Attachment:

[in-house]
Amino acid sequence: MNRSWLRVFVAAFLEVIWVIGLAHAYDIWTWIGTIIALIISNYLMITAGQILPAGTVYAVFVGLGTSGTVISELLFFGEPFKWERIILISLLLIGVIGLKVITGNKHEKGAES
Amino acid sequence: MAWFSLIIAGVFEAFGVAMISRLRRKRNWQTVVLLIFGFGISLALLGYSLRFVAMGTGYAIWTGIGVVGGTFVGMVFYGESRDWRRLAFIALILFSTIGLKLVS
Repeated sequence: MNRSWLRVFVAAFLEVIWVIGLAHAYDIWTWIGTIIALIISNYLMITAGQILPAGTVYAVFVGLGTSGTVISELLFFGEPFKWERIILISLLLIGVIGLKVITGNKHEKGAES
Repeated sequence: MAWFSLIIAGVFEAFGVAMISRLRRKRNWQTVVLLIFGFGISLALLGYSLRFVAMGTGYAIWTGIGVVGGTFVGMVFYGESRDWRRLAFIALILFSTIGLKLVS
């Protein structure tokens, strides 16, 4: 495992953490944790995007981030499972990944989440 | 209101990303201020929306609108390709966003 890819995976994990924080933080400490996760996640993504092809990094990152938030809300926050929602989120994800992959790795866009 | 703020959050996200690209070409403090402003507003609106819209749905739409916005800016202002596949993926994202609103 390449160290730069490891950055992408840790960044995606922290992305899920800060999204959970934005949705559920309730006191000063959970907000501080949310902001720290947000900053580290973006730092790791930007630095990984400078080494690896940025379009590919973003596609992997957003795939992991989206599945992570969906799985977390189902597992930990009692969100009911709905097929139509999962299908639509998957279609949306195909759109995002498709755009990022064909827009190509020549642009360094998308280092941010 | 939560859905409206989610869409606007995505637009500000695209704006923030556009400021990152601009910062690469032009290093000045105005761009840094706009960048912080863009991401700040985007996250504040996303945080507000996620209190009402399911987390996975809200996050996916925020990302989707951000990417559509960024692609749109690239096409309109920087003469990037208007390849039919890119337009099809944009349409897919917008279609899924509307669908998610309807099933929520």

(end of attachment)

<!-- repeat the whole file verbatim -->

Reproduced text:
[in-house]
Amino acid sequence: MNRSWLRVFVAAFLEVIWVIGLAHAYDIWTWIGTIIALIISNYLMITAGQILPAGTVYAVFVGLGTSGTVISELLFFGEPFKWERIILISLLLIGVIGLKVITGNKHEKGAES
Amino acid sequence: MAWFSLIIAGVFEAFGVAMISRLRRKRNWQTVVLLIFGFGISLALLGYSLRFVAMGTGYAIWTGIGVVGGTFVGMVFYGESRDWRRLAFIALILFSTIGLKLVS
Repeated sequence: MNRSWLRVFVAAFLEVIWVIGLAHAYDIWTWIGTIIALIISNYLMITAGQILPAGTVYAVFVGLGTSGTVISELLFFGEPFKWERIILISLLLIGVIGLKVITGNKHEKGAES
Repeated sequence: MAWFSLIIAGVFEAFGVAMISRLRRKRNWQTVVLLIFGFGISLALLGYSLRFVAMGTGYAIWTGIGVVGGTFVGMVFYGESRDWRRLAFIALILFSTIGLKLVS
């Protein structure tokens, strides 16, 4: 495992953490944790995007981030499972990944989440 | 209101990303201020929306609108390709966003 890819995976994990924080933080400490996760996640993504092809990094990152938030809300926050929602989120994800992959790795866009 | 703020959050996200690209070409403090402003507003609106819209749905739409916005800016202002596949993926994202609103 390449160290730069490891950055992408840790960044995606922290992305899920800060999204959970934005949705559920309730006191000063959970907000501080949310902001720290947000900053580290973006730092790791930007630095990984400078080494690896940025379009590919973003596609992997957003795939992991989206599945992570969906799985977390189902597992930990009692969100009911709905097929139509999962299908639509998957279609949306195909759109995002498709755009990022064909827009190509020549642009360094998308280092941010 | 939560859905409206989610869409606007995505637009500000695209704006923030556009400021990152601009910062690469032009290093000045105005761009840094706009960048912080863009991401700040985007996250504040996303945080507000996620209190009402399911987390996975809200996050996916925020990302989707951000990417559509960024692609749109690239096409309109920087003469990037208007390849039919890119337009099809944009349409897919917008279609899924509307669908998610309807099933929520």